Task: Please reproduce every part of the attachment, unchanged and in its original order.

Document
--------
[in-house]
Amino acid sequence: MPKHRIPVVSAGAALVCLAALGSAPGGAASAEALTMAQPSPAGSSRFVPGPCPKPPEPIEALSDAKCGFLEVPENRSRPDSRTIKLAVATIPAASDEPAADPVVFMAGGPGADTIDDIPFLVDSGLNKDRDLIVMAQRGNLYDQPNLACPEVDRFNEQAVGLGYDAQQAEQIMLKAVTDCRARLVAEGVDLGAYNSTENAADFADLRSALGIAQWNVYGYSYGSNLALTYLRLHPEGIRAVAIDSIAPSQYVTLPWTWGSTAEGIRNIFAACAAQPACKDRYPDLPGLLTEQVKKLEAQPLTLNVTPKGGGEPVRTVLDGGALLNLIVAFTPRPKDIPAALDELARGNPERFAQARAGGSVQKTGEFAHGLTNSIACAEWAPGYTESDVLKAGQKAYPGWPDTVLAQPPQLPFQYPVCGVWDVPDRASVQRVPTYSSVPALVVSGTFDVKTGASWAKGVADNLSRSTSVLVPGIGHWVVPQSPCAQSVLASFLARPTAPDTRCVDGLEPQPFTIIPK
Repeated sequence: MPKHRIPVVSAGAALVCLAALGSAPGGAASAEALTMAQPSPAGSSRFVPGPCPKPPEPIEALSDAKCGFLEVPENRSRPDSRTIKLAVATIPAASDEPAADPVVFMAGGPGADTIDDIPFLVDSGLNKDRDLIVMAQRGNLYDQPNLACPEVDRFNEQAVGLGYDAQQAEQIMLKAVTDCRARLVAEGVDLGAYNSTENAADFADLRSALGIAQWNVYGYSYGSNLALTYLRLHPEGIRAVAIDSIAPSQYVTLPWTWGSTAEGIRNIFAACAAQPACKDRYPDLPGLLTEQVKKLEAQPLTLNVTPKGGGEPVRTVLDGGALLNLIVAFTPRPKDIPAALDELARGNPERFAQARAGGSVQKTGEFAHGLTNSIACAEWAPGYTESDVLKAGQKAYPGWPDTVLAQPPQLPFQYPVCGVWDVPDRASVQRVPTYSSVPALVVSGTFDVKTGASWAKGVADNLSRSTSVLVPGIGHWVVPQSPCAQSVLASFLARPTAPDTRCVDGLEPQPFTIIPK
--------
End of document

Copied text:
[in-house]
Amino acid sequence: MPKHRIPVVSAGAALVCLAALGSAPGGAASAEALTMAQPSPAGSSRFVPGPCPKPPEPIEALSDAKCGFLEVPENRSRPDSRTIKLAVATIPAASDEPAADPVVFMAGGPGADTIDDIPFLVDSGLNKDRDLIVMAQRGNLYDQPNLACPEVDRFNEQAVGLGYDAQQAEQIMLKAVTDCRARLVAEGVDLGAYNSTENAADFADLRSALGIAQWNVYGYSYGSNLALTYLRLHPEGIRAVAIDSIAPSQYVTLPWTWGSTAEGIRNIFAACAAQPACKDRYPDLPGLLTEQVKKLEAQPLTLNVTPKGGGEPVRTVLDGGALLNLIVAFTPRPKDIPAALDELARGNPERFAQARAGGSVQKTGEFAHGLTNSIACAEWAPGYTESDVLKAGQKAYPGWPDTVLAQPPQLPFQYPVCGVWDVPDRASVQRVPTYSSVPALVVSGTFDVKTGASWAKGVADNLSRSTSVLVPGIGHWVVPQSPCAQSVLASFLARPTAPDTRCVDGLEPQPFTIIPK
Repeated sequence: MPKHRIPVVSAGAALVCLAALGSAPGGAASAEALTMAQPSPAGSSRFVPGPCPKPPEPIEALSDAKCGFLEVPENRSRPDSRTIKLAVATIPAASDEPAADPVVFMAGGPGADTIDDIPFLVDSGLNKDRDLIVMAQRGNLYDQPNLACPEVDRFNEQAVGLGYDAQQAEQIMLKAVTDCRARLVAEGVDLGAYNSTENAADFADLRSALGIAQWNVYGYSYGSNLALTYLRLHPEGIRAVAIDSIAPSQYVTLPWTWGSTAEGIRNIFAACAAQPACKDRYPDLPGLLTEQVKKLEAQPLTLNVTPKGGGEPVRTVLDGGALLNLIVAFTPRPKDIPAALDELARGNPERFAQARAGGSVQKTGEFAHGLTNSIACAEWAPGYTESDVLKAGQKAYPGWPDTVLAQPPQLPFQYPVCGVWDVPDRASVQRVPTYSSVPALVVSGTFDVKTGASWAKGVADNLSRSTSVLVPGIGHWVVPQSPCAQSVLASFLARPTAPDTRCVDGLEPQPFTIIPK